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Welcome aboard, Benjamin. Just to be clear: this project isn't about government of the internet, but government by means of the internet. We are working to develop a Web 2.0 application which can act as the governance mechanism of any community (and provide a way for those communities to interact and influence each other). That said... we're happy to have your help, and welcome whatever contributions you have to offer. — Ed Pastore 21:50, 9 August 2008 (UTC)
- I'm not sure how I go about talking on this wiki. But here goes... We have a number of small but serious problems on the internet right now: copyrights, security, net-neutrality. I think the only way to really resolve the problems in through an internet government. But putting the current governments online is certainly a good step forward. Have you looked into Robert's Rules of Order for a guide to running a fair meeting, and by extension, government? I don't see anything on the site about protecting the rights of the minority voice, the importance of one man, one vote, or how any of the work the community does is enforced online. Also, people need leaders. Is metagovernment going replace leaders with the community? Because I do not think that will work. Someone will rise up and take the power if no leader is provided for. I know yall are working on the software, but how do the people interact? What happens if the wishes of the people don't correspond with the software? Anyways, sorry if this is the wrong place to respond. I'm still getting a feel for how all this works. --Ben Ochoa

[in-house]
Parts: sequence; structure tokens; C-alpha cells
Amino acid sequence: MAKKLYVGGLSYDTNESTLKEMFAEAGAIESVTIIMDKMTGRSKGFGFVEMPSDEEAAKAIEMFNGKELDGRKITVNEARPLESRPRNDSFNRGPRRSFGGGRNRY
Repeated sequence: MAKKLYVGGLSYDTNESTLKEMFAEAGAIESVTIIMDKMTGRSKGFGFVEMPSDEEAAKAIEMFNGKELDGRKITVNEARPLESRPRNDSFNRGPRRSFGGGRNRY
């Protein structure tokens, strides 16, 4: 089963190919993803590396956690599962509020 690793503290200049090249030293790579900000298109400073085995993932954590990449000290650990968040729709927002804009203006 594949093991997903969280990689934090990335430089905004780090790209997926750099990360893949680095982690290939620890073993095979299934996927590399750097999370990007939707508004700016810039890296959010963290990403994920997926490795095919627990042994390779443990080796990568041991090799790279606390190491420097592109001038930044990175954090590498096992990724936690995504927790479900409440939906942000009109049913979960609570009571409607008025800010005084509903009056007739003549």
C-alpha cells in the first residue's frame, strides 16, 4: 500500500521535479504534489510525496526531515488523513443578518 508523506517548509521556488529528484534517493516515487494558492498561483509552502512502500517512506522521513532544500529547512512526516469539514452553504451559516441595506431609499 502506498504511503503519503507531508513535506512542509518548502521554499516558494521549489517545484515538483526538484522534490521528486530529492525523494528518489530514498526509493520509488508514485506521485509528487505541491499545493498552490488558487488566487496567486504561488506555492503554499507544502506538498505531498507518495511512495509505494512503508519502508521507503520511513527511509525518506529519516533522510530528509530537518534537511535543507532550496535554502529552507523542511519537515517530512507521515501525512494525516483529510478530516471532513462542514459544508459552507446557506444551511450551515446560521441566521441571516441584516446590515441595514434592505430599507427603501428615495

- (It's fine to post on my Talk page as you did, but it is easier for third parties to follow if the conversation is in one place).
- As for minority rights and one-person-one-vote, the idea of open, consensus systems is just a different way of thinking. Our first basic principle is that absolutely anyone may participate. The third is that without consensus, there is no law. Now how we define "consensus" is open to interpretation, but generally we are striving for solutions that never force the will of the majority on the minority. These don't come about by counting votes for-or-against, they require that people work together to find solutions that everyone can live with. That's where the fourth principle "consensus through synthesis" comes in: instead of perpetuating conflict or settling for compromise, the intention of Metascore is to enable people to find solutions that really do work for the vast majority of people.
- It would be a great system if everyone could eventually come to agreement, but I think you will always have a minority that disagrees with what is being done. People have different sets of knowledge and experiences that lead them to different conclusions, and sometimes, agreement may not be possible. What will the government do when we can't achieve consensus but something needs to be done? If you are not voting, then how do you determine what is consensus in the first place?
- This is why we are emphasizing synthesis so much. When there are two sides to an issue, there usually is a synthesis that can bring those two together. In current politics, there is no real incentive to find synthesis. In fact, politicians usually focus on the issues that divide us, because it gives them something to get people to rally around. As an example, look at the "debate" over abortion in the United States. This example is covered here: http://metagovernment.org/pipermail/start_metagovernment.org/2008-April/000084.html